DLNR NEWS RELEASE: Amala Place Cleanup & CIP funding kick start restoration improvements at Kanahā Pong Wildlife Sanctuary

Posted on Sep 23, 2021 in Latest Department News, Newsroom

(KAHULUI) – The rusting fence around the Kanahā Pond Wildlife Sanctuary on Maui is closer to being replaced with a predator-proof fence, with Governor Ige’s Wednesday release of initial funding for the project. The bird sanctuary, surrounded by urban and industrial development, has also been a focus of this week’s mass clean-up of trash, vehicles, and camps from adjacent Amala Place.

“To be honest, Kanahā Pond had to grow on me. Initially, I just thought it was a hot, muddy, swampy place,” joked Sasha Smith, the DLNR Division of Forestry and Wildlife (DOFAW) forestry and wildlife technician who has watched over the sanctuary for a decade. “I’ve discovered a side of the pond which most people don’t get to see. There’s a lot of misconceptions,” she added.

A few examples. Many born and raised Maui residents drive past the pond every day and don’t notice it or know anything about it. The pond is fed by fresh water and prehistorically was a true wetland, that now is highly modified but still functioning as a wetland. It now acts as a flood control basin as well as a wildlife sanctuary.

Smith, other DOFAW and DLNR Land Division staff, along with a contractor, participated in clean-up operations on the makai side of Kanahā this week. On Tuesday, officers from the DLNR Division of Conservation and Resources Enforcement (DOCARE), cleared out the last few people who’d set up long-term camps in the naupaka next to the beach.

On Wednesday, the DOFAW team was back, cutting back non-native brush and plants. “I have a bias toward native plants, Smith says, and DOFAW and volunteers have been slowly restoring the native coastal species. “We’re doing a lot of work to create native habitat for the birds.” Kanahā Pond provides protection for Hawaiian waterbirds, many of whom are endangered, as well as migratory bird species. Most common of the native species is the Hawaiian stilt – birds that stand in the water, sometimes on one very skinny leg. Hawaiian coots, koloa ducks, black-crown night herons (‘auku‘u), and nēnē also frequently rest and feed in the pond.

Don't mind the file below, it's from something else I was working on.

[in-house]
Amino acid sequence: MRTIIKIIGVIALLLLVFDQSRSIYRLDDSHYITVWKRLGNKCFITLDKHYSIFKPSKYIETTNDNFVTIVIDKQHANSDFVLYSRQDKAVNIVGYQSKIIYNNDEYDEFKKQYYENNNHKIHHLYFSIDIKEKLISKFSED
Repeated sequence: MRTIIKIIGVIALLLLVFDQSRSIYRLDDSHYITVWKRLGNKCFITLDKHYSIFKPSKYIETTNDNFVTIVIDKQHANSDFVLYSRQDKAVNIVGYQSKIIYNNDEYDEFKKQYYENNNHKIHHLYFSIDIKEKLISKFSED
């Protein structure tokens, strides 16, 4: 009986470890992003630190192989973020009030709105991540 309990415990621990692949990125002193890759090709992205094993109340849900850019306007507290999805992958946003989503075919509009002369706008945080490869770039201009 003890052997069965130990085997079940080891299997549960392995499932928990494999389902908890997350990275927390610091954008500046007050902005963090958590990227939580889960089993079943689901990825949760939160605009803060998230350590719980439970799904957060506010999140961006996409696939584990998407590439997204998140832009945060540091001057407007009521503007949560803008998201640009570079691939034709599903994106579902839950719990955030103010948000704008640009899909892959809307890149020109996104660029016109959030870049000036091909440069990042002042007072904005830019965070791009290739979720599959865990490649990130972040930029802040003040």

When the wildlife sanctuary is open, typically from September to April, many visitors are also fascinated by the multitude of WWII era bunkers. Yesterday a trio of nēnē was spotted on top of one of the crumbling bunkers, cooing and peering down on the pond.  Smith says the birds are a breeding pair and last year’s offspring, just checking things out.

The governor’s release, on Wednesday, of $300,000 toward the $1.3 million cost of a predator- proof fence, moves the project closer to a hoped-for completion of August 2022.

Smith commented, “We are on the verge of getting the fence built. The permanent encampments on Amala Place made it impossible to proceed with the project, but thanks to the division working diligently to come up with federal grant funding, matched with state funding, we’re close.”

The fence will be constructed of rust-resistant materials and will keep deer, cats, dogs, mongoose, mice and rats out of the sanctuary, and from damaging vegetation and attacking birds. Smith hopes once the fence is up and other restoration work is complete, more people on Maui and from across the state will view Kanahā Pond as the treasure that it is…one of the largest and most important havens for wildlife in Hawai‘i.

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